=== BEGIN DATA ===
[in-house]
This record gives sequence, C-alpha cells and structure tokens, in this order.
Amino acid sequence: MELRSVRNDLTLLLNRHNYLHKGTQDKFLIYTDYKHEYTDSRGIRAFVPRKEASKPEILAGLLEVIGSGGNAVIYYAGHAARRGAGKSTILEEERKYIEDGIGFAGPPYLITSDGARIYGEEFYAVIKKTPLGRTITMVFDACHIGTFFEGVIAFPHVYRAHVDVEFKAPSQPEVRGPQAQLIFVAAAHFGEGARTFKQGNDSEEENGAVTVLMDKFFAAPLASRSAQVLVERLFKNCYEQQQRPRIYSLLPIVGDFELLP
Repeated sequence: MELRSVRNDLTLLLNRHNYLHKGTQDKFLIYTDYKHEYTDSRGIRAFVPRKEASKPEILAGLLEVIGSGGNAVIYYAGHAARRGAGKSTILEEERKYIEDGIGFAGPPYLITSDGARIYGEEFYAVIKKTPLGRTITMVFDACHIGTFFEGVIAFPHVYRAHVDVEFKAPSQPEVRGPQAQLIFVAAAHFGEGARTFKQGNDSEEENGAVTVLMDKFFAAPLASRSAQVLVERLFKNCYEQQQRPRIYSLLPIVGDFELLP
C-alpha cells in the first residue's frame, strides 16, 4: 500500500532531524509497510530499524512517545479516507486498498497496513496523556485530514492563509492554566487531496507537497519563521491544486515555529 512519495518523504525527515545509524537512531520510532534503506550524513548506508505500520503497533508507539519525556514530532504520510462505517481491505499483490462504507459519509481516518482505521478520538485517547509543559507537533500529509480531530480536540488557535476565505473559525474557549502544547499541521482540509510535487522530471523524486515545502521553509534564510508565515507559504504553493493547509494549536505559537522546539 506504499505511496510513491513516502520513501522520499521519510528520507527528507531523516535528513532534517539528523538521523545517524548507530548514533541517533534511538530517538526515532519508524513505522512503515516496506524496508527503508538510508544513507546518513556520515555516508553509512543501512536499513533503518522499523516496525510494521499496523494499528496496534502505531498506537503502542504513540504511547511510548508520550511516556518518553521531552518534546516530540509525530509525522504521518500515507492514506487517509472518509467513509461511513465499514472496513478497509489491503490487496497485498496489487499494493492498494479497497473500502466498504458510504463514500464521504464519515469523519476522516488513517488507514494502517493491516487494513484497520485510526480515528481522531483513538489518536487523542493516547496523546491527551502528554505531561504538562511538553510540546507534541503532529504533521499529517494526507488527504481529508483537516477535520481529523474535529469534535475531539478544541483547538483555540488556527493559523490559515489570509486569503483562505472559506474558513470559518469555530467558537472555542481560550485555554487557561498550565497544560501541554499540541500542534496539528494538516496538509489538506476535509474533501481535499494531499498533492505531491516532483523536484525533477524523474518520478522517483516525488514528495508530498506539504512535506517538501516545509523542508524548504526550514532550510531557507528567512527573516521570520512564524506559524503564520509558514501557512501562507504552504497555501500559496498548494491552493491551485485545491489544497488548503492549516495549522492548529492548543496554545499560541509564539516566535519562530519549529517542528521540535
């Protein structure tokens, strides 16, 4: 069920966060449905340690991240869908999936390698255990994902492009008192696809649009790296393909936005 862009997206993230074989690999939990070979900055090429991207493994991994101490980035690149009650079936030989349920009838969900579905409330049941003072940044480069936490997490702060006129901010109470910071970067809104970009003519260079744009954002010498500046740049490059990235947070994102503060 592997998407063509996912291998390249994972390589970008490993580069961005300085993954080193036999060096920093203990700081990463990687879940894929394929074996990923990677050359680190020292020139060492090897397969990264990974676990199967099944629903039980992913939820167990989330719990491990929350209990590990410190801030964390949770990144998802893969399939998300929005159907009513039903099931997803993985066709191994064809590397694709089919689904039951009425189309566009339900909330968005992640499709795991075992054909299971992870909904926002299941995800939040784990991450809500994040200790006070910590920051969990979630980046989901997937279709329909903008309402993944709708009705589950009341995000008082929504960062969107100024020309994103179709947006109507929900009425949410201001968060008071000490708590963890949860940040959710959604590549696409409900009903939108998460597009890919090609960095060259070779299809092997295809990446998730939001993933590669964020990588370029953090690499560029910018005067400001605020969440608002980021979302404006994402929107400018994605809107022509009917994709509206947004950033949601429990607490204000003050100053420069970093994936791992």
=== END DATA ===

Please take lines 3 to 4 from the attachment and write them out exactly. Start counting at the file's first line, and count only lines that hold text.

Amino acid sequence: MELRSVRNDLTLLLNRHNYLHKGTQDKFLIYTDYKHEYTDSRGIRAFVPRKEASKPEILAGLLEVIGSGGNAVIYYAGHAARRGAGKSTILEEERKYIEDGIGFAGPPYLITSDGARIYGEEFYAVIKKTPLGRTITMVFDACHIGTFFEGVIAFPHVYRAHVDVEFKAPSQPEVRGPQAQLIFVAAAHFGEGARTFKQGNDSEEENGAVTVLMDKFFAAPLASRSAQVLVERLFKNCYEQQQRPRIYSLLPIVGDFELLP
Repeated sequence: MELRSVRNDLTLLLNRHNYLHKGTQDKFLIYTDYKHEYTDSRGIRAFVPRKEASKPEILAGLLEVIGSGGNAVIYYAGHAARRGAGKSTILEEERKYIEDGIGFAGPPYLITSDGARIYGEEFYAVIKKTPLGRTITMVFDACHIGTFFEGVIAFPHVYRAHVDVEFKAPSQPEVRGPQAQLIFVAAAHFGEGARTFKQGNDSEEENGAVTVLMDKFFAAPLASRSAQVLVERLFKNCYEQQQRPRIYSLLPIVGDFELLP